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Messages - seaicesailor

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Arctic sea ice / Re: The 2017 melting season
« on: Today at 05:47:11 PM »
If PIOMAS captures well all the melting that has been going on west of Svalbard, I don't think the volume increase will be in the high range.

Arctic sea ice / Re: The 2017 melting season
« on: Today at 05:13:11 PM »
ACNFS Hycom Sea ice drift predicted from today to Apr 2.
The situation reminds a bit to Spring 2014, with the ice drifting away from Laptev sea coasts persistently, and a lot of transport toward the Atlantic.

Arctic sea ice / Re: The 2017 melting season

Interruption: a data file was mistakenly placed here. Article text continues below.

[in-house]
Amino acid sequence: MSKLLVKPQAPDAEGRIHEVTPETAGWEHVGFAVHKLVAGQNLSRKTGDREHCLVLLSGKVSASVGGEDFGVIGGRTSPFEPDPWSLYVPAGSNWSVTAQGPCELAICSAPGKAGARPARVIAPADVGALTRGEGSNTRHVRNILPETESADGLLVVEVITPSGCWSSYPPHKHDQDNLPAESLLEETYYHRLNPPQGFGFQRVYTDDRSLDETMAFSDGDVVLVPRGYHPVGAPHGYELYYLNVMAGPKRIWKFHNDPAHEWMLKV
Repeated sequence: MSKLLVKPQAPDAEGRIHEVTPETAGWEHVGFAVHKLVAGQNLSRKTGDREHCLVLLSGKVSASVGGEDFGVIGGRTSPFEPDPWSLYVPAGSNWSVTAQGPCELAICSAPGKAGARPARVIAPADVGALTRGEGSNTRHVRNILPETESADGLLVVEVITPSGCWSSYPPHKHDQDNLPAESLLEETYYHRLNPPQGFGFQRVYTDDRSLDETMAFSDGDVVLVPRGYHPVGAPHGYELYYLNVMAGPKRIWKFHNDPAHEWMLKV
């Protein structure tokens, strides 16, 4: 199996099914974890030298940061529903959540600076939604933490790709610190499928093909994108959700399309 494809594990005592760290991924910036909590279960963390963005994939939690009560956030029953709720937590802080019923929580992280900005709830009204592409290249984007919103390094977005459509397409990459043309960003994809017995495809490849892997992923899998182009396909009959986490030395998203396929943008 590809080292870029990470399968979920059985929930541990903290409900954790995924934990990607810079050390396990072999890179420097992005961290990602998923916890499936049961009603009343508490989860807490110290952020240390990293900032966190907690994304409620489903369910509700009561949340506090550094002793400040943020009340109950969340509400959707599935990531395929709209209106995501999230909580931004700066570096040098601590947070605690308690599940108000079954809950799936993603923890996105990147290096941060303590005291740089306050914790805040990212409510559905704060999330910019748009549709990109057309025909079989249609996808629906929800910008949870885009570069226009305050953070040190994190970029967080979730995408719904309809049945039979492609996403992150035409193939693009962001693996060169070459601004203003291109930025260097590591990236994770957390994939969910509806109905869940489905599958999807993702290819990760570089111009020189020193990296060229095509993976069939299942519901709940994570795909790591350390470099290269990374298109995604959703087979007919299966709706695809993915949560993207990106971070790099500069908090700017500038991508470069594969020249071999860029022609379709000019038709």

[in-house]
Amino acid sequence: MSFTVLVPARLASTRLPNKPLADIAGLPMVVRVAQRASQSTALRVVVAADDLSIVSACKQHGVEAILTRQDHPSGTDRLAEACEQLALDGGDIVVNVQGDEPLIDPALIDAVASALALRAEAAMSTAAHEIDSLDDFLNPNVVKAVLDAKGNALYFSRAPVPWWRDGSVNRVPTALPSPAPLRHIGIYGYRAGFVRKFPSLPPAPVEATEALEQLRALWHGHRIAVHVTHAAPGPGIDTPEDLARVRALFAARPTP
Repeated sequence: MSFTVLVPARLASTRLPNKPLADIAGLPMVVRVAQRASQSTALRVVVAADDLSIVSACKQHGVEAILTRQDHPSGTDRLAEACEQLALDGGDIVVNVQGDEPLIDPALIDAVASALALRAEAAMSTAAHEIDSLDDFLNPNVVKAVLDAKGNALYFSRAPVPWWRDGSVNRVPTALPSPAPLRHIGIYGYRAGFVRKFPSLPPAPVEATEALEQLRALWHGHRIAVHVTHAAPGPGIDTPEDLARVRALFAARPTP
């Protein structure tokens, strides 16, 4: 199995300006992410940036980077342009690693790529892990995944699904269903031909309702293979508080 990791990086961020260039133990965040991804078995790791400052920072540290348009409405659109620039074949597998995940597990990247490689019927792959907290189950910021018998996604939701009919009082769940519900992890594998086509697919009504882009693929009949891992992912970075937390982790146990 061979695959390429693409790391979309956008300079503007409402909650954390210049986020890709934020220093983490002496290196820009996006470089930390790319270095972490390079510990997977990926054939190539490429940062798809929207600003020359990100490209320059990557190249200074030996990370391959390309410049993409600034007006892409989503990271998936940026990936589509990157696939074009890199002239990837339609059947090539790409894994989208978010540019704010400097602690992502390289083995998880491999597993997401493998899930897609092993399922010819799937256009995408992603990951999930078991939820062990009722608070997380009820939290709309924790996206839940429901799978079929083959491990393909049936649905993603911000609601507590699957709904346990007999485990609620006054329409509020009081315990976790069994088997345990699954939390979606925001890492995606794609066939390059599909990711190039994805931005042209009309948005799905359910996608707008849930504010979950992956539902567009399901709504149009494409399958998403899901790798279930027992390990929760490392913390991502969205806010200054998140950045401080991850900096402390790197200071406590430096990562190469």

« on: March 27, 2017, 09:20:45 PM »
BTW when I said absence of cracks in the American side I meant mostly the Beaufort sea. As seen in that pic posted by A4R, north of the CAA and Greenland is a complete different story, but the danger there is not so much insolation but mobility of the ice toward the Atlantic ocean as explained by A4R.
Well, insolation too, eventually   :-\

Arctic sea ice / Re: The 2017 melting season
« on: March 27, 2017, 12:14:42 PM »
I think that at this time, all new cracks refreeze, but will easily re-open soon (1 month?) and absorb sunlight with a very negative impact on ice for the whole summer, which overcomes any beneficial heat loss. It would be a different story if this happened in January.
Likewise, the absence of cracks on the American side for the time being is certainly a positive for the ice.

Arctic sea ice / Re: The 2017 melting season
« on: March 27, 2017, 12:45:25 AM »
Tropicaltidbits has a nice visualization of NOAA long-range CFS model and that is always interesting, even when the skill of this model in the Arctic is been challenged in the past and we must take the predictions with a grain of salt.